The cover story in this week's issue of The City Paper is a trip through "the gun-show loophole." The commonly used term is imprecise in some ways (not all gun-show purchases are examples of the loophole) and misleadingly precise in others (examples of the loophole are not just found at gun shows).
Imperfect as the term is, what we're talking about when we talk about "the gun-show loophole" is the secondary gun market — sales between private individuals, typically at gun shows, and on the Internet — where up to 40 percent of firearms transactions take place. Because federal and state laws largely exempt private sales, these transactions occur beyond the scope of a number of regulations, including required background checks.
An excerpt, after the jump:
The often blurry distinction between the two groups — private sellers and licensed dealers — and the large gray area populated by those seemingly operating somewhere in the middle, has been a consistent pressure point in the debate over guns and gun control. Gun shop owners like [Eastside Gun Shop proprietor Bill] Bernstein and other professional dealers must obtain a Federal Firearms License (FFL), and are therefore required to comply with various rules and regulations, including mandatory background checks on all customers, whether at a gun show or in their shop. Due to what is known as the “casual sale exception,” however, background checks are not required on private sales, wherever they take place, as long as the transaction does not cross state lines.
Bernstein is not calling for stricter regulation of what he considers “unlicensed dealers” for the purpose of stronger gun control, but rather in the interest of general fairness. Simply put, they’re cutting corners where he can’t. But his complaint also lends credence to the primary argument against the legal exceptions that allow such activity.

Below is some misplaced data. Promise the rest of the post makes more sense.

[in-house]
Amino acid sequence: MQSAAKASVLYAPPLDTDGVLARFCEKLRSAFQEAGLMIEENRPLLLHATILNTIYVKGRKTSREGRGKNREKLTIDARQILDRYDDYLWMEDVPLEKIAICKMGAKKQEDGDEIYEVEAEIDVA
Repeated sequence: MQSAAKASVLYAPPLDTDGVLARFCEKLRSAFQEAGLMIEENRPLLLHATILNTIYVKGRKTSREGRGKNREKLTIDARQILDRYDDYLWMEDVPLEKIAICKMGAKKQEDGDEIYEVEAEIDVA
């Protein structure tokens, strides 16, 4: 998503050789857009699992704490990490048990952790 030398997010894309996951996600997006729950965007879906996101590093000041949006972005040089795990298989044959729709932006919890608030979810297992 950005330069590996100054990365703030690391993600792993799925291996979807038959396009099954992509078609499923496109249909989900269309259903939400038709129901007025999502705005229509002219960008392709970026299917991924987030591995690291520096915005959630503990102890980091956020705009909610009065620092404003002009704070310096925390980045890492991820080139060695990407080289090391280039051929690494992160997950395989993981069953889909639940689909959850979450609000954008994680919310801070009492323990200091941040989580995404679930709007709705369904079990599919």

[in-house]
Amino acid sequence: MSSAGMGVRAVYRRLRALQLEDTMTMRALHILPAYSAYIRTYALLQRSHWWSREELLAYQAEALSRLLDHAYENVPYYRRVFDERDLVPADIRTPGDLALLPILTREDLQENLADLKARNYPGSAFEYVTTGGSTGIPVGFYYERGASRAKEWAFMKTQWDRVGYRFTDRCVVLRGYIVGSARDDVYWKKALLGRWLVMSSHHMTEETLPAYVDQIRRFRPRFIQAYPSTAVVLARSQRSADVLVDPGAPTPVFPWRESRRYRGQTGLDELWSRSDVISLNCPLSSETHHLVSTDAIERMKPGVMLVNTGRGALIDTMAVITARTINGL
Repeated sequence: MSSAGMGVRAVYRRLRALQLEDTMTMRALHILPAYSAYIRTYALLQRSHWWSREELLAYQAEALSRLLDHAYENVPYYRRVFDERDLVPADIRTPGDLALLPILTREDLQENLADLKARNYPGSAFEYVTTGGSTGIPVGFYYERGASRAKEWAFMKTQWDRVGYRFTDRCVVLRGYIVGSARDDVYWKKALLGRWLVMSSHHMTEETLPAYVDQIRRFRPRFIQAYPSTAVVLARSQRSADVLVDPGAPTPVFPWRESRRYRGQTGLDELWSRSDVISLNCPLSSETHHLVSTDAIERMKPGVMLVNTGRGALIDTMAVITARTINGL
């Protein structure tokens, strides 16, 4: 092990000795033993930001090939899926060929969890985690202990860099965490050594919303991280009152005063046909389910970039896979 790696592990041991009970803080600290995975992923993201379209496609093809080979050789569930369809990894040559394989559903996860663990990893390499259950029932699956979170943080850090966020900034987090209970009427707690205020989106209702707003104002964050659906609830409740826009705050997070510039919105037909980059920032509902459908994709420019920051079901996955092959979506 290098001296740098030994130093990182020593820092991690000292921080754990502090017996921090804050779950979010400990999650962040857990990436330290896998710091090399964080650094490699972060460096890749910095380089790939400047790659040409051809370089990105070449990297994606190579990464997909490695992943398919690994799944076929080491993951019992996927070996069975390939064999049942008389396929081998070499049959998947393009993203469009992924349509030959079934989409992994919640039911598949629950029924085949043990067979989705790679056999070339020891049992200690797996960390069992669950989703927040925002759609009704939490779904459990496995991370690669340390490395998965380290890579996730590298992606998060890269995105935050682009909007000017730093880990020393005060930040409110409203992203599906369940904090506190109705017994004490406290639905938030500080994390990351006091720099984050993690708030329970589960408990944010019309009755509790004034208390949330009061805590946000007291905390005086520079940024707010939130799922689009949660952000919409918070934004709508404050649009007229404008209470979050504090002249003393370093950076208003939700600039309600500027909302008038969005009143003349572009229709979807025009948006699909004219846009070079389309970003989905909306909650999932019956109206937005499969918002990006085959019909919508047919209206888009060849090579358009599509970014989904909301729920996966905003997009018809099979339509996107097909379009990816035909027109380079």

Under the guise of a casual private sale, these unlicensed dealers are able to operate outside of rules and regulations, such as required background checks, that would typically govern sales of similar volume and frequency. On the flip side, they create a quasi-legitimate market where individuals who would otherwise be prohibited from obtaining a firearm can purchase one. It is a felony to knowingly sell a gun to a prohibited person, but without a required background check, the situation effectively becomes one of “don’t ask, don’t tell,” regardless of the intentions of the dealer.
The perceived gap in the law is the source of a commonly used, albeit somewhat flawed term — “the gun-show loophole.”
Gun-rights advocates recoil at the term for a number of reasons. Generally speaking, they reject the notion that more regulation is needed in an area where many among them already feel there is too much. They also point out that it falsely suggests an unintentional oversight in the law — indeed, whether or not one agrees that it is an oversight, the casual-sale exception is undeniably intentional. Moreover, like conservatives in debates over the tax code, they object to the negative connotation of the word “loophole,” which suggests an insult being hurled at citizens simply following current law.
But whatever you want to call it, the scenario paves a legal path to potentially illegal transactions. Just as the wrong gun in any hands can be illegal, so can any gun in the wrong hands. And the lack of required background checks for private sales at gun shows, or in other secondary markets, makes it at least possible for a person legally prohibited from owning a gun — such as a convicted felon — to obtain one.